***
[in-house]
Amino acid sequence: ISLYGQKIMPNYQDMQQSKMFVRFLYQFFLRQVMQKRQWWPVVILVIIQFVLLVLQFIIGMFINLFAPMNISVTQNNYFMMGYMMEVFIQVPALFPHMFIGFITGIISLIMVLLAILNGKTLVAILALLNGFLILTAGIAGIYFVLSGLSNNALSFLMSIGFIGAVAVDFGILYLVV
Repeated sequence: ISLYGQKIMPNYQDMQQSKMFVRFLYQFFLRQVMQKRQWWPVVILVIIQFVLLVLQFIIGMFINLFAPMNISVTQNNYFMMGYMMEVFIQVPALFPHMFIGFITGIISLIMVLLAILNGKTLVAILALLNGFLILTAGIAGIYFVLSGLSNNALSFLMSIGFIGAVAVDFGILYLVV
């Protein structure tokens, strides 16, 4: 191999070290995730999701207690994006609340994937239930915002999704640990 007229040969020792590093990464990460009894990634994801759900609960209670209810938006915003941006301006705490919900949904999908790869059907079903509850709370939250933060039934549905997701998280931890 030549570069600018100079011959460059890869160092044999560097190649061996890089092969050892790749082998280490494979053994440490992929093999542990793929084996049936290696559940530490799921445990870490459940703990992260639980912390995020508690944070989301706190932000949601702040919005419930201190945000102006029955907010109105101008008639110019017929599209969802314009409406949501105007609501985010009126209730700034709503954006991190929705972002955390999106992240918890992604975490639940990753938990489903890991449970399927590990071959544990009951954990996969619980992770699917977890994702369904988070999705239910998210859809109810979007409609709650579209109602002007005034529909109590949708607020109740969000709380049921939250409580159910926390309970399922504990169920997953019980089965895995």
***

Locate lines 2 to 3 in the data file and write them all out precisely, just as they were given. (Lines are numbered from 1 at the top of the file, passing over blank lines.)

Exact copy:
Amino acid sequence: ISLYGQKIMPNYQDMQQSKMFVRFLYQFFLRQVMQKRQWWPVVILVIIQFVLLVLQFIIGMFINLFAPMNISVTQNNYFMMGYMMEVFIQVPALFPHMFIGFITGIISLIMVLLAILNGKTLVAILALLNGFLILTAGIAGIYFVLSGLSNNALSFLMSIGFIGAVAVDFGILYLVV
Repeated sequence: ISLYGQKIMPNYQDMQQSKMFVRFLYQFFLRQVMQKRQWWPVVILVIIQFVLLVLQFIIGMFINLFAPMNISVTQNNYFMMGYMMEVFIQVPALFPHMFIGFITGIISLIMVLLAILNGKTLVAILALLNGFLILTAGIAGIYFVLSGLSNNALSFLMSIGFIGAVAVDFGILYLVV